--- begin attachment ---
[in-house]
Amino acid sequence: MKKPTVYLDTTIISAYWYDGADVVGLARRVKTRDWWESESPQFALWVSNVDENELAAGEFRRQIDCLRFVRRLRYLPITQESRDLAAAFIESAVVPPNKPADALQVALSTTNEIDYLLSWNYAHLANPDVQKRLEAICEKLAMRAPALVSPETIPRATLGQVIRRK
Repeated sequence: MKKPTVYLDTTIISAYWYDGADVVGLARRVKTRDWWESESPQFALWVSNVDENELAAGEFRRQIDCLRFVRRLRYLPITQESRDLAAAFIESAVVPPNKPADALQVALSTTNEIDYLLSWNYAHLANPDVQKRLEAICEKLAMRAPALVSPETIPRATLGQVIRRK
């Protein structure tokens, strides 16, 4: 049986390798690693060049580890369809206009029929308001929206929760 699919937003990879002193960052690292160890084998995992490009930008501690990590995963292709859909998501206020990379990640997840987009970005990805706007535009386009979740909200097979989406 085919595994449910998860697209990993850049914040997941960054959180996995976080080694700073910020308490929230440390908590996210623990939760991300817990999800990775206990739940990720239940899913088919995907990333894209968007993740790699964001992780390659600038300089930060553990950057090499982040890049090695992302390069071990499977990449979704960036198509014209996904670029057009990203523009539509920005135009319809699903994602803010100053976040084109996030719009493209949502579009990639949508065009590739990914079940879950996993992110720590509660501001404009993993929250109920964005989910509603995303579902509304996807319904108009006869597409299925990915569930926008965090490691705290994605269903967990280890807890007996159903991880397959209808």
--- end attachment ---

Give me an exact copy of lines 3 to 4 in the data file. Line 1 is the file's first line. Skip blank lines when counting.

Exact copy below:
Repeated sequence: MKKPTVYLDTTIISAYWYDGADVVGLARRVKTRDWWESESPQFALWVSNVDENELAAGEFRRQIDCLRFVRRLRYLPITQESRDLAAAFIESAVVPPNKPADALQVALSTTNEIDYLLSWNYAHLANPDVQKRLEAICEKLAMRAPALVSPETIPRATLGQVIRRK
């Protein structure tokens, strides 16, 4: 049986390798690693060049580890369809206009029929308001929206929760 699919937003990879002193960052690292160890084998995992490009930008501690990590995963292709859909998501206020990379990640997840987009970005990805706007535009386009979740909200097979989406 085919595994449910998860697209990993850049914040997941960054959180996995976080080694700073910020308490929230440390908590996210623990939760991300817990999800990775206990739940990720239940899913088919995907990333894209968007993740790699964001992780390659600038300089930060553990950057090499982040890049090695992302390069071990499977990449979704960036198509014209996904670029057009990203523009539509920005135009319809699903994602803010100053976040084109996030719009493209949502579009990639949508065009590739990914079940879950996993992110720590509660501001404009993993929250109920964005989910509603995303579902509304996807319904108009006869597409299925990915569930926008965090490691705290994605269903967990280890807890007996159903991880397959209808």